Wednesday, October 20, 2010

Getting Your Genius in Print

 Let’s talk about publishing. That’s why you’re here, right? I mean, the blog’s titled “Publishing: Uncovered” so you must be wishing to uncover the ins and outs of publishing (…or you’re just a vociferous reader of blogs, which is okay too). That being the case, today’s topic will be on publishing your work. Now, there are many ways to get published, from large-run book publishing (which includes those on the New York Times Bestseller list and the like) to small-run book publishing (which includes books for niche markets or those with low-marketability: which of course doesn’t mean that they’re bad, just that the public-at-large isn’t ready for it), self-publishing (which the lovely Lyla P. has recently written on), and journal publishing (which publishes short fiction, poetry, short nonfiction, and essays in various zines, literary journals, and the like). For today’s post, I’ll be focusing upon journal publishing, and how to get your work into print.

  
     
             I’m sure you all have a short work (whether it’s fiction, poetry, nonfiction, etc.) that you’re either working on or it is collecting dust in the back of one of your drawers or aging on your hard drive. If you’re still working on it, now is the time to finish it; if it’s finished, now is the time to edit it (seriously, you don’t really think it’s perfect yet, do you?). Once you finish, or get bored midway through (happens to all of us), start searching for various journals.
            Check out your library, the internet (search “list of literary journals” and you’ll get a few sites with exhaustive lists such as: newpages.com, pw.org, or even just check Wikipedia’s list), or some of the magazines you may already read. Make sure you look for journals that cater to a similar genre or theme to the work you want published. If you send a literary fiction piece to a science fiction poetry journal, they’re not going to publish you, no matter how much they like the piece, and you’ll be out the postage.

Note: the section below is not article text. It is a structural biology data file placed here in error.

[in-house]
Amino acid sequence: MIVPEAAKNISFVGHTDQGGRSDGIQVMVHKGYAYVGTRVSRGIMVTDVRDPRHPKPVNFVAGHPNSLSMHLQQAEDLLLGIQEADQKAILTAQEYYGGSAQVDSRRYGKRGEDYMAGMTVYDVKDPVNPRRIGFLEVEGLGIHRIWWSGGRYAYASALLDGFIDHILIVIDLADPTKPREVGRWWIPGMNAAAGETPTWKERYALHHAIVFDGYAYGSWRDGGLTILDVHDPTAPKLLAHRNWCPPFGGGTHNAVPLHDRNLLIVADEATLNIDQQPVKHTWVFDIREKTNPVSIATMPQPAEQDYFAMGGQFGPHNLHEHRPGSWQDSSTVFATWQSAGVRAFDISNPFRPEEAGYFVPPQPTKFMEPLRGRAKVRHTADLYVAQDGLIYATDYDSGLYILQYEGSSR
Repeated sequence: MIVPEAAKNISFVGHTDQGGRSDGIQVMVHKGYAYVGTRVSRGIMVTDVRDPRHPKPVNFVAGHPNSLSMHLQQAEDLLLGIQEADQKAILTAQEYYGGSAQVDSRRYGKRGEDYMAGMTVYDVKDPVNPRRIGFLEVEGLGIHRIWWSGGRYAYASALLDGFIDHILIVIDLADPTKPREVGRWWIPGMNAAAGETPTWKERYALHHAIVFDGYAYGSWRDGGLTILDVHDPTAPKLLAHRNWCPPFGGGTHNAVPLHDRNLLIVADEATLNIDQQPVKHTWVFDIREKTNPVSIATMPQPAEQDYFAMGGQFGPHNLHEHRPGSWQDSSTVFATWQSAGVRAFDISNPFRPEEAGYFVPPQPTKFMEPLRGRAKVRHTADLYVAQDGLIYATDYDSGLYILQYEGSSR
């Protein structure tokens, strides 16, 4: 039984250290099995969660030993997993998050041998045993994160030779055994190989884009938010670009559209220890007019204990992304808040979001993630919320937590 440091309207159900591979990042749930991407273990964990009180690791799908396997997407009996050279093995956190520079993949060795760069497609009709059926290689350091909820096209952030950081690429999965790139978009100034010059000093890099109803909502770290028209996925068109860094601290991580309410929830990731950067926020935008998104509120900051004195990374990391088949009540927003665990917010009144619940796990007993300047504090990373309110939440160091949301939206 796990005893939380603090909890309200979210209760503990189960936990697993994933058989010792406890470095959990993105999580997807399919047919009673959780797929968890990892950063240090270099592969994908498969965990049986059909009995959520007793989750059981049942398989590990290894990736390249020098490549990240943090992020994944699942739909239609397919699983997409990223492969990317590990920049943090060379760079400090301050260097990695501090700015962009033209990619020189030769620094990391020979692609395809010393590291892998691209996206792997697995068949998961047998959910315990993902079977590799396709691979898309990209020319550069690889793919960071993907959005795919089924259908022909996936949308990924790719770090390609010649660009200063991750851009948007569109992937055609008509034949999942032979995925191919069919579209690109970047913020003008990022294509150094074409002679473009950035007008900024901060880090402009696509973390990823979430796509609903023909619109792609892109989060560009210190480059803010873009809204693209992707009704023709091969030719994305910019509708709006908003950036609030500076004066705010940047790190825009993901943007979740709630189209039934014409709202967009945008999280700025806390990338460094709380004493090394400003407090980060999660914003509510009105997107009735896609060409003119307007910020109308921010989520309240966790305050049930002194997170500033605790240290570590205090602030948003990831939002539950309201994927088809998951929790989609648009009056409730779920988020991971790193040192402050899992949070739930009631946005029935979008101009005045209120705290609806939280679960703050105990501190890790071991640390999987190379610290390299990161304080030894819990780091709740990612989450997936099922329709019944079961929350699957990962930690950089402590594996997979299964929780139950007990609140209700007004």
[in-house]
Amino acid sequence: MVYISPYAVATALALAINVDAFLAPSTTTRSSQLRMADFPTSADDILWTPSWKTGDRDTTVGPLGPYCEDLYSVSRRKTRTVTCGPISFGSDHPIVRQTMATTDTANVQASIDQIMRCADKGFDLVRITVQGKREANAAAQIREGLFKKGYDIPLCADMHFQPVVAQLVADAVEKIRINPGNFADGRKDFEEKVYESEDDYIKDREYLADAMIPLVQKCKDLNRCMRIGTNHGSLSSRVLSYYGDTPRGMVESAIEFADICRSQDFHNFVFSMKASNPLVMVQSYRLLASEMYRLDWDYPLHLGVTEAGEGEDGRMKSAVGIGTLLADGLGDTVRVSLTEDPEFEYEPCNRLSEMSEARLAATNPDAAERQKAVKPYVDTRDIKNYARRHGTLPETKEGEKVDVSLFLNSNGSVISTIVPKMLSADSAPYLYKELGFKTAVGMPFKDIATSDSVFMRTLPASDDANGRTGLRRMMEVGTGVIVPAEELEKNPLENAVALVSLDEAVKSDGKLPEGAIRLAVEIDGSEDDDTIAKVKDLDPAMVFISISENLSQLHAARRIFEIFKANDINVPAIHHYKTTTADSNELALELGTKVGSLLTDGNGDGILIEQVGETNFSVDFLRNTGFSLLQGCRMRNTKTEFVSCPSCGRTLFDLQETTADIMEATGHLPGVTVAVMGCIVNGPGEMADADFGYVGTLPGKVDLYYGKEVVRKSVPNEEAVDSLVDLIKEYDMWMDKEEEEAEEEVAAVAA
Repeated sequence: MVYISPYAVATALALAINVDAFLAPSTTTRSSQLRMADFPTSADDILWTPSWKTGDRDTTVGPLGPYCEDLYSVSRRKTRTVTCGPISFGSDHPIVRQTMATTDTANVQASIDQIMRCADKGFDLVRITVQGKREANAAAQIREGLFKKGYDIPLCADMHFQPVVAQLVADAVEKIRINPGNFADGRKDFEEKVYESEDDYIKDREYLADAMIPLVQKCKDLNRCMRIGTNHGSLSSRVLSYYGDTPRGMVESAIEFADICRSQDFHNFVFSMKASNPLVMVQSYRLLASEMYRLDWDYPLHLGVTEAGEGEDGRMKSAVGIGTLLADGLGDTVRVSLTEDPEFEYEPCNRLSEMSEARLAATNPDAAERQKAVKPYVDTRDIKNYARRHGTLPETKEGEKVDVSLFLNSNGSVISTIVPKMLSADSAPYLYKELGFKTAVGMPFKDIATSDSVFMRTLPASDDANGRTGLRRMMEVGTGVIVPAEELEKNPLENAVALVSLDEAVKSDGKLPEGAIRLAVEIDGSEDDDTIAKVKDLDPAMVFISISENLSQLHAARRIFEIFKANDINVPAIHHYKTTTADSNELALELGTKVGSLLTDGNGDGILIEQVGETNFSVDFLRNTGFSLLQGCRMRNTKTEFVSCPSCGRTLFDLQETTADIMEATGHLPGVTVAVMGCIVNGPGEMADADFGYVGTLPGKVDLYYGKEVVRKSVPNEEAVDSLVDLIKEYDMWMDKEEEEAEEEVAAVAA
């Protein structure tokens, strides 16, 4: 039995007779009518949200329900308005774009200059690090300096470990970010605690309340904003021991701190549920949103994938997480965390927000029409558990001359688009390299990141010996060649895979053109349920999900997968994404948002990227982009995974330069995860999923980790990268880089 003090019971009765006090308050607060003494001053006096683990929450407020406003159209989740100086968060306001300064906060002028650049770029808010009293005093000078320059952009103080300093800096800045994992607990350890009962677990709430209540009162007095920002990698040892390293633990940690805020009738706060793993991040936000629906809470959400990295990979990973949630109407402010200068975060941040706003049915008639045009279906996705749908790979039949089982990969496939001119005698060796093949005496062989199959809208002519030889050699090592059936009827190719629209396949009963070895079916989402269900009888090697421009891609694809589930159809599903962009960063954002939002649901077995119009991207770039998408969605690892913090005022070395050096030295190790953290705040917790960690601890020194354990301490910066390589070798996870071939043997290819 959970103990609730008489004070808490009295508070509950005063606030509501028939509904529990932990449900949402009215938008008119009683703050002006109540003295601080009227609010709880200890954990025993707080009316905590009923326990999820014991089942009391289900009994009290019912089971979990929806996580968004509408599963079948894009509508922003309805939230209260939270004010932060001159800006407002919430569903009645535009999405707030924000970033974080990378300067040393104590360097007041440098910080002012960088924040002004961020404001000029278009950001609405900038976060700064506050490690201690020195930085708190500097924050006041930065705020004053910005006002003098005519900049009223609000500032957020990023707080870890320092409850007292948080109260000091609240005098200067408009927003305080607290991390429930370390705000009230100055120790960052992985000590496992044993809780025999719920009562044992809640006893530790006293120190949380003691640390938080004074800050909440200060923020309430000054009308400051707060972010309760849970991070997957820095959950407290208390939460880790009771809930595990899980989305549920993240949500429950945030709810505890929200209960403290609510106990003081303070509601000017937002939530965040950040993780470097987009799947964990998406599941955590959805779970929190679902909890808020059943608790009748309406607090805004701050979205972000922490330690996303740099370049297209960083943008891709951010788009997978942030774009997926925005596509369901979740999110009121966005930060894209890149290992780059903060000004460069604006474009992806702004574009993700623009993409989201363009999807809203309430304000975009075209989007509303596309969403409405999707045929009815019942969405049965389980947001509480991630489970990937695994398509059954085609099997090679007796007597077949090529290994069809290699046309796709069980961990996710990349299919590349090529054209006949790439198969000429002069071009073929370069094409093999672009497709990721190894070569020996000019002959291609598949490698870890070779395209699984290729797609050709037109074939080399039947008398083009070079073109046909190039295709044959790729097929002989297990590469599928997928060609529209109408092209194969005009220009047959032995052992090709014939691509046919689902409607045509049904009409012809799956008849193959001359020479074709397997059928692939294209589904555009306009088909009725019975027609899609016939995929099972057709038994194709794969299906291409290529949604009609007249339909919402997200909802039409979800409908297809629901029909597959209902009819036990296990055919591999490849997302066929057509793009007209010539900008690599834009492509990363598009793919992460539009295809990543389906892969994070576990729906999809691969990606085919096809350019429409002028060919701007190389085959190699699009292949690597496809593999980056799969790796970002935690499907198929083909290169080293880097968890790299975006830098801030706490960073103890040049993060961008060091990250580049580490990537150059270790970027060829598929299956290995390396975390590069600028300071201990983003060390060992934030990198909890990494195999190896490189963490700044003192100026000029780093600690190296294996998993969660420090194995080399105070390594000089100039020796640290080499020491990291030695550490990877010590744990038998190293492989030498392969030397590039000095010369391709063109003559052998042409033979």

Look for the submission guidelines for the journal; this could be in the front or back of the magazine, or there could be a link somewhere on its website. Make sure you find a few magazines to which you wish to submit your work. Your work may be the bee’s knees of the literary world and will win the Nobel Prize for literature, but the bottom line is: there are so many submissions to each magazine per day (the amount directly proportional to the prestige of the magazine to which you’re submitting) that it’s good to have your fingers in more than one pot, so to speak. While you’re at it, make sure you check their policy on multiple submissions and follow it.
            Now that you’ve picked out your magazines for submission, it’s time to draft a cover letter to send with your manuscript. It is VERY IMPORTANT that you send a cover letter with your piece. It is important in that it is polite and illustrates to the person reading your submission that you’ve taken the time to get to know them and their magazine as well as—and this is the most important reason—allows you to market yourself for their magazine as a published author (you’ve been published in x, y, and z) or are new on the scene, thus giving them the possibility to feature a new writer and claim credit for discovering you as you skyrocket to success. Make sure you add in a self-addressed stamped envelope (SASE) with your manuscript and cover letter. I know it means more postage costs, but it’s truly bad form to make them foot the bill when you solicited them.
            Now that that’s ready, send it off and… wait. And wait. And wait. This could take awhile. Remember when I said that journals get tons of submissions per day? Not only do they receive those submissions, they also need to read them, and decide which ones are a fit for their magazine all before contacting you. While waiting, prepare yourself for rejection. I know, that’s a hard word to hear, but believe me, you’ll be rejected multiple times and they will rarely get easier to take. But, the main thing is to keep trying, making sure to take into consideration any comments returned to you about your manuscript, and you will eventually succeed and publish.

--Zach U.

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